Monday, June 22, 2009

Kindle-Gate (update w/Amazon's response)

There is confusion about Kindle's DRM policy. If you haven't read these, and care about Kindle and DRM, please do. Try not to get too worked up though.



DRM sucks and I don't like it. I'm not going to try to defend DRM in general, but I have a guess as to what is going on.

Audible.com's DRM policy is that you can have your book on 2 computers and 3 devices at any one time. You don't have to register devices with them, so it is possible for me to loan you an audible book by putting it on your mp3 player. Of course this is dangerous. If you like, my adults sons have done, simply DO NOT BELIEVE that I have to remove the book with my computer so that that I can have that copy back at my disposal, I am no able to have it on no more than 2 devices at one time. If you have your books on two different computers and they both crash and burn, you can call audible, tell them what happened, and have the DRM re-set.

And if you are going to have DRM at all, you do have to have some such policy, or the DRM doesn't actually do anything.

The problem is that Amazon's policy for DRM is not clear, and that is a big problem.

Right now up to six devices can be registered on one account. They also have to share a means of payment. My husband's new iPod Touch is on my Kindle account. He can read any on my books if he wants. Theoretically, a book club of people who really trusted each other could all buy Kindle's, put them on one account, and share copies of a one purchase. (They would need to be careful about syncing or backing up their comments and bookmarks though. The system is set up to assume one person is using all those devices and each sync will over-ride previous information.) Did I mention they have to trust each other?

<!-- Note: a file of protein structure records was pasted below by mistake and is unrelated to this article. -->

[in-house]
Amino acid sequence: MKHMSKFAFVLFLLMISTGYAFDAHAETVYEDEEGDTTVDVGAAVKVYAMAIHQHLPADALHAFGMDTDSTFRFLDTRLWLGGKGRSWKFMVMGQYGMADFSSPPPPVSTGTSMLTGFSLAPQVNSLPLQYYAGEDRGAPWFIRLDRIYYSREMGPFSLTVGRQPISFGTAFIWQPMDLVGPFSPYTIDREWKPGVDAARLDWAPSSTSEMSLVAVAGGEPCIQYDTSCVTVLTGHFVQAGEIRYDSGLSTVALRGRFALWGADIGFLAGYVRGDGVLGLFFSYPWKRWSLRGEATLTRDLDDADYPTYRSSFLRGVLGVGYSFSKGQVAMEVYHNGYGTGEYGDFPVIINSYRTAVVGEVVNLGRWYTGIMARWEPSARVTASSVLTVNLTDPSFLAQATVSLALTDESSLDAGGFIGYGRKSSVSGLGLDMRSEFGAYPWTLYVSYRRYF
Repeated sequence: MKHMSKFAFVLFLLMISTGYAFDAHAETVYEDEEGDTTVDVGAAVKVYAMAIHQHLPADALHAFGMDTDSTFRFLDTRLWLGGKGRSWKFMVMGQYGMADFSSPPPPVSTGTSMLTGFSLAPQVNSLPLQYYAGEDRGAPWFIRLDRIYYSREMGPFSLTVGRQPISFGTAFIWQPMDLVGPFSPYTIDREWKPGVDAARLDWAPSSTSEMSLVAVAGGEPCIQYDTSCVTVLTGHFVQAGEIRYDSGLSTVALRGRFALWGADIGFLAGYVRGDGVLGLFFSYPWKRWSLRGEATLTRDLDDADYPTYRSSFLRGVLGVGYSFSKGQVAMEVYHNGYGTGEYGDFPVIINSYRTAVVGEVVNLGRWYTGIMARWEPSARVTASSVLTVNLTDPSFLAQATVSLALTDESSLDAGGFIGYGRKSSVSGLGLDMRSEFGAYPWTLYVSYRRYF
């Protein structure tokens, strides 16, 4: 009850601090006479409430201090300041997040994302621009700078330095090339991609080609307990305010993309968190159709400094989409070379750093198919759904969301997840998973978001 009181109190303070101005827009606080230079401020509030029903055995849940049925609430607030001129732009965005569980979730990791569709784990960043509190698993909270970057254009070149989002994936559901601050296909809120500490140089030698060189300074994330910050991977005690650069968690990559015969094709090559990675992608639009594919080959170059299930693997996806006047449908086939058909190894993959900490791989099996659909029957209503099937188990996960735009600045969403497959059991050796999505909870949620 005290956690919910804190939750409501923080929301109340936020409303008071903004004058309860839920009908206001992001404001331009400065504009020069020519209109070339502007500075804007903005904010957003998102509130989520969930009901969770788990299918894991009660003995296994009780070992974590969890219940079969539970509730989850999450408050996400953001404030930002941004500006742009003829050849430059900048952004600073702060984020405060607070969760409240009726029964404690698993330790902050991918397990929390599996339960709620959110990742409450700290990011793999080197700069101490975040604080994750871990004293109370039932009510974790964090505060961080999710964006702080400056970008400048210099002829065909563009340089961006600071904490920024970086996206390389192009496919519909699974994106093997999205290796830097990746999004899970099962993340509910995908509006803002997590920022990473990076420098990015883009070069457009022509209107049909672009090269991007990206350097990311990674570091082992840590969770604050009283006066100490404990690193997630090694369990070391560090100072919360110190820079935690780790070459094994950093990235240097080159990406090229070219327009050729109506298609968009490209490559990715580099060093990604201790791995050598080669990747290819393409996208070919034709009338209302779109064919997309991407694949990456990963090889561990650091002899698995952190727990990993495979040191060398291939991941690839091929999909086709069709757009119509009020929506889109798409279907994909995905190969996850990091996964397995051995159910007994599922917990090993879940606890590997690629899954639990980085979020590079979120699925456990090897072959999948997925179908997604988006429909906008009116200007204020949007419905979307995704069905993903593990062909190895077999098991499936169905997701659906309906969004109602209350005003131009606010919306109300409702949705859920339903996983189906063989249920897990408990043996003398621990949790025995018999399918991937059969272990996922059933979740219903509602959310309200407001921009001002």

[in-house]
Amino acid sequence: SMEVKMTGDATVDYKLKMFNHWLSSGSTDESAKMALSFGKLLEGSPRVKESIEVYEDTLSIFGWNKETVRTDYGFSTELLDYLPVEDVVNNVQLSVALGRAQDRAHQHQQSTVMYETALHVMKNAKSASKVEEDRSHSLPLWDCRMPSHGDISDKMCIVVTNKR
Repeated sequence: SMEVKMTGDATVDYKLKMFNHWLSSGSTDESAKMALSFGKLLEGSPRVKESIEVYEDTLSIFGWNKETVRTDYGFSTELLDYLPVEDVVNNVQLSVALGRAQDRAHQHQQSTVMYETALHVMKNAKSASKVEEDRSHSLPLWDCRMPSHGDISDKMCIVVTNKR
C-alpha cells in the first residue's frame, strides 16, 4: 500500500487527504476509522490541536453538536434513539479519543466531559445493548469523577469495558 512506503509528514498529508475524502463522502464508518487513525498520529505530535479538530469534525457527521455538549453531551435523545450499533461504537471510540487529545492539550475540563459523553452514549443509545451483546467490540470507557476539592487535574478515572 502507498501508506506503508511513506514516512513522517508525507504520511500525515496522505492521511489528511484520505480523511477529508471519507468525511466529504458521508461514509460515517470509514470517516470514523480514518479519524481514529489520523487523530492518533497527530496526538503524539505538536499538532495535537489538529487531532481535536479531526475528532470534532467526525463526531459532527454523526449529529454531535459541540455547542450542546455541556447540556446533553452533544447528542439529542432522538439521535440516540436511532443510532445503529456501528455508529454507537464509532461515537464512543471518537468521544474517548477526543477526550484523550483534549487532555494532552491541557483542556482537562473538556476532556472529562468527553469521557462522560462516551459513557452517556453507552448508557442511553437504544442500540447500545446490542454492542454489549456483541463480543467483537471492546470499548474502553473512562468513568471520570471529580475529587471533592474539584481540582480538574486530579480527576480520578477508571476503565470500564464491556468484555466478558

There is nothing on the web site about temporarily putting a device on your account, but someone must have thought about this. It appears that I should be able to register your iPhone to my account for a limited time so that you can read one of my books and then unregister it later. Of course, while you are registered I have to trust that you won't access the account and buy a boat load of books. I imagine that if I was in the habit of registering and de-registering devices at an alarming rate, or if a particular iPod was getting successively registered under different accounts, Amazon would notice and do something about it. (BTW, when you de-register a device Amazon wipes it. Don't believe anyone who is trying to sell you a used Kindle with pre-purchased books).

Anyway, all this could we worse. iTunes doesn't allow purchases to be downloaded more than once. You break your device and don't have a backup? You lose your music.

Now of course, if there is DRM there will be limits to how many devices a book can be on and/or how many times you can download it. That is what DRM is all about. One should also expect that if you are allowed to download a book more than once, it is probable that sometimes there will be a glitch and you will need to call customer service and have them reset the count on your books.

What is unacceptable is that Amazon does not have a consistent policy, or even a clear way to learn the book-by-book policy.

Update: Amazon's response is...

Publishers choose whether they apply DRM to their content and thus determine how many copies of each title can be downloaded to different Kindle devices at the same time. There is no limit on the number of times a title can be downloaded to a registered device, but there may be limits on the number of devices (usually 6) that can simultaneously use a single book. If you have upgraded or replaced your device, you should delete the content and deregister any device(s) no longer in use, which enables you to download to new registered devices.

1 comment:

  1. I do agree the policy makes perfect sense from Amazon's POV.

    I don't love Audible's policy, but I don't object to it either.

    As you say, Amazon must spell out their policy. Until then, I can't accurately judge it, but it doesn't sound good to me at this point.

    ReplyDelete

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